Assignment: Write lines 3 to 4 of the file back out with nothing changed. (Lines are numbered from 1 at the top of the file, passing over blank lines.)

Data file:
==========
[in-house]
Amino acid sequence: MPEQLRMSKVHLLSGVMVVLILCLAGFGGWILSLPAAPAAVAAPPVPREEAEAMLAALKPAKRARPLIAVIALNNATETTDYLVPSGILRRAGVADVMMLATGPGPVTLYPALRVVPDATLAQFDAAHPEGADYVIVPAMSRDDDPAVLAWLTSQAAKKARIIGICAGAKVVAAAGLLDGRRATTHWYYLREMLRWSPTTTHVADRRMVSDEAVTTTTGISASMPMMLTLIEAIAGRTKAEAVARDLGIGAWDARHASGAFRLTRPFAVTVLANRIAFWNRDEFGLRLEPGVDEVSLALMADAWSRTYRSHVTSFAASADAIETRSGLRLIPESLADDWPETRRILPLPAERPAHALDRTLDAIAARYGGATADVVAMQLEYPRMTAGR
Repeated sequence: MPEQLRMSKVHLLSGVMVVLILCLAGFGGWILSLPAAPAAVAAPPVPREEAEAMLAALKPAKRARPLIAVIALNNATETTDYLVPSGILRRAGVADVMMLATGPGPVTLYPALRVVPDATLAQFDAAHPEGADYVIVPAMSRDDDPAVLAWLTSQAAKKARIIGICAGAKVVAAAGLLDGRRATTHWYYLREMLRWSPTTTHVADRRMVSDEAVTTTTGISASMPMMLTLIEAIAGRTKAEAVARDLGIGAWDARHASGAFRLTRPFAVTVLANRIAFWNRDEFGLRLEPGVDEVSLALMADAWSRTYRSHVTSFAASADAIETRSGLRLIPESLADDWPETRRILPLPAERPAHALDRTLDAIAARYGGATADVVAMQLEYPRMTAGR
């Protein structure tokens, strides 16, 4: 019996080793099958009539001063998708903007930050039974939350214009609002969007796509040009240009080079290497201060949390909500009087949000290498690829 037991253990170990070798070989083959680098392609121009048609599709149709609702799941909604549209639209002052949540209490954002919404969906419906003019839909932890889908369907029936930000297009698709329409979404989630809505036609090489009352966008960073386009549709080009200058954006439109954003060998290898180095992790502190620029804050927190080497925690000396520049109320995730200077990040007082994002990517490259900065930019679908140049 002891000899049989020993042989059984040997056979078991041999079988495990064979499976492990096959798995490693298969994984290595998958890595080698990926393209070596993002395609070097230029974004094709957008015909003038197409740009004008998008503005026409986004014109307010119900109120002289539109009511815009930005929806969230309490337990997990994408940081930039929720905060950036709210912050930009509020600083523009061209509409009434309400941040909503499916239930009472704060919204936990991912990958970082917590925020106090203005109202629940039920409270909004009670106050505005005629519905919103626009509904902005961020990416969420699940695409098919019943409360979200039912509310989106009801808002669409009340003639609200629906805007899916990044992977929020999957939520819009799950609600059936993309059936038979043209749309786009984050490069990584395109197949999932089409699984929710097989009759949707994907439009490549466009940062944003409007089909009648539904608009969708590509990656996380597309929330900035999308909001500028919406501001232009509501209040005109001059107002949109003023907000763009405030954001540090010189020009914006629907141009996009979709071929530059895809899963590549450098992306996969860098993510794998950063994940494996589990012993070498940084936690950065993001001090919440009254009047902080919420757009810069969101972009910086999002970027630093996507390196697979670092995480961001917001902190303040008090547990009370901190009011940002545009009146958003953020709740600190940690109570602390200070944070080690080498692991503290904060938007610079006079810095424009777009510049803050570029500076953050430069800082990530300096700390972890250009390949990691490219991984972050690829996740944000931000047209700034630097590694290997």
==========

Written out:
Repeated sequence: MPEQLRMSKVHLLSGVMVVLILCLAGFGGWILSLPAAPAAVAAPPVPREEAEAMLAALKPAKRARPLIAVIALNNATETTDYLVPSGILRRAGVADVMMLATGPGPVTLYPALRVVPDATLAQFDAAHPEGADYVIVPAMSRDDDPAVLAWLTSQAAKKARIIGICAGAKVVAAAGLLDGRRATTHWYYLREMLRWSPTTTHVADRRMVSDEAVTTTTGISASMPMMLTLIEAIAGRTKAEAVARDLGIGAWDARHASGAFRLTRPFAVTVLANRIAFWNRDEFGLRLEPGVDEVSLALMADAWSRTYRSHVTSFAASADAIETRSGLRLIPESLADDWPETRRILPLPAERPAHALDRTLDAIAARYGGATADVVAMQLEYPRMTAGR
């Protein structure tokens, strides 16, 4: 019996080793099958009539001063998708903007930050039974939350214009609002969007796509040009240009080079290497201060949390909500009087949000290498690829 037991253990170990070798070989083959680098392609121009048609599709149709609702799941909604549209639209002052949540209490954002919404969906419906003019839909932890889908369907029936930000297009698709329409979404989630809505036609090489009352966008960073386009549709080009200058954006439109954003060998290898180095992790502190620029804050927190080497925690000396520049109320995730200077990040007082994002990517490259900065930019679908140049 002891000899049989020993042989059984040997056979078991041999079988495990064979499976492990096959798995490693298969994984290595998958890595080698990926393209070596993002395609070097230029974004094709957008015909003038197409740009004008998008503005026409986004014109307010119900109120002289539109009511815009930005929806969230309490337990997990994408940081930039929720905060950036709210912050930009509020600083523009061209509409009434309400941040909503499916239930009472704060919204936990991912990958970082917590925020106090203005109202629940039920409270909004009670106050505005005629519905919103626009509904902005961020990416969420699940695409098919019943409360979200039912509310989106009801808002669409009340003639609200629906805007899916990044992977929020999957939520819009799950609600059936993309059936038979043209749309786009984050490069990584395109197949999932089409699984929710097989009759949707994907439009490549466009940062944003409007089909009648539904608009969708590509990656996380597309929330900035999308909001500028919406501001232009509501209040005109001059107002949109003023907000763009405030954001540090010189020009914006629907141009996009979709071929530059895809899963590549450098992306996969860098993510794998950063994940494996589990012993070498940084936690950065993001001090919440009254009047902080919420757009810069969101972009910086999002970027630093996507390196697979670092995480961001917001902190303040008090547990009370901190009011940002545009009146958003953020709740600190940690109570602390200070944070080690080498692991503290904060938007610079006079810095424009777009510049803050570029500076953050430069800082990530300096700390972890250009390949990691490219991984972050690829996740944000931000047209700034630097590694290997």